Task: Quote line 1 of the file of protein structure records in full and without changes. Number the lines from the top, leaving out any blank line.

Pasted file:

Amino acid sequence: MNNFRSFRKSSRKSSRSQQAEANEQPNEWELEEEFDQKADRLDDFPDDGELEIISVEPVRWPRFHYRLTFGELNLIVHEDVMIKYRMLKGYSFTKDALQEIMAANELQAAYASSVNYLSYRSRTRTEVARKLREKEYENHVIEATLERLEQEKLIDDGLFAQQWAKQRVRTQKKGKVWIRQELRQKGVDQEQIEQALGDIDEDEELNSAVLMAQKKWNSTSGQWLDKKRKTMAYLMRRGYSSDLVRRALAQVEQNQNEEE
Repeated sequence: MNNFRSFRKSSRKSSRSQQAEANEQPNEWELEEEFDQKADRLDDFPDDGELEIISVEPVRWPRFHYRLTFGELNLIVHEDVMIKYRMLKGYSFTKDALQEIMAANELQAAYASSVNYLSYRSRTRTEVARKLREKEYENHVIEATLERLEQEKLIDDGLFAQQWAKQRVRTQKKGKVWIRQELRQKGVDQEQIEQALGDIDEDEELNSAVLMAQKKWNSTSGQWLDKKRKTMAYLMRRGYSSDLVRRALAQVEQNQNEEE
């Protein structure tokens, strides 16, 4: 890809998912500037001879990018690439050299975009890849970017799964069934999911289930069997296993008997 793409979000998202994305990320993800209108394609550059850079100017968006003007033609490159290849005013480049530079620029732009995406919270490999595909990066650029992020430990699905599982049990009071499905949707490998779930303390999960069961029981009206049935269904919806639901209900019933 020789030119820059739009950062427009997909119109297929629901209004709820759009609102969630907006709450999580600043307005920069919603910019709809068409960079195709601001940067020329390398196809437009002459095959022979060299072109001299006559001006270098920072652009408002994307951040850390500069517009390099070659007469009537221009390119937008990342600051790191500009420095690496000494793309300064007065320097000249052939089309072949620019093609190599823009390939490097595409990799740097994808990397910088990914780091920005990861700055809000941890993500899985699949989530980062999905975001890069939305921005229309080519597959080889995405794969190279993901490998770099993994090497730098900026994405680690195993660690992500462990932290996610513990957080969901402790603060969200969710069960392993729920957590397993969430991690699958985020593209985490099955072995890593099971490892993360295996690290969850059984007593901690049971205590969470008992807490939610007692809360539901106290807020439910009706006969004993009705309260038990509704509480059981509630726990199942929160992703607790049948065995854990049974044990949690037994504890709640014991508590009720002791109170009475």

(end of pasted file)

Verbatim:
Amino acid sequence: MNNFRSFRKSSRKSSRSQQAEANEQPNEWELEEEFDQKADRLDDFPDDGELEIISVEPVRWPRFHYRLTFGELNLIVHEDVMIKYRMLKGYSFTKDALQEIMAANELQAAYASSVNYLSYRSRTRTEVARKLREKEYENHVIEATLERLEQEKLIDDGLFAQQWAKQRVRTQKKGKVWIRQELRQKGVDQEQIEQALGDIDEDEELNSAVLMAQKKWNSTSGQWLDKKRKTMAYLMRRGYSSDLVRRALAQVEQNQNEEE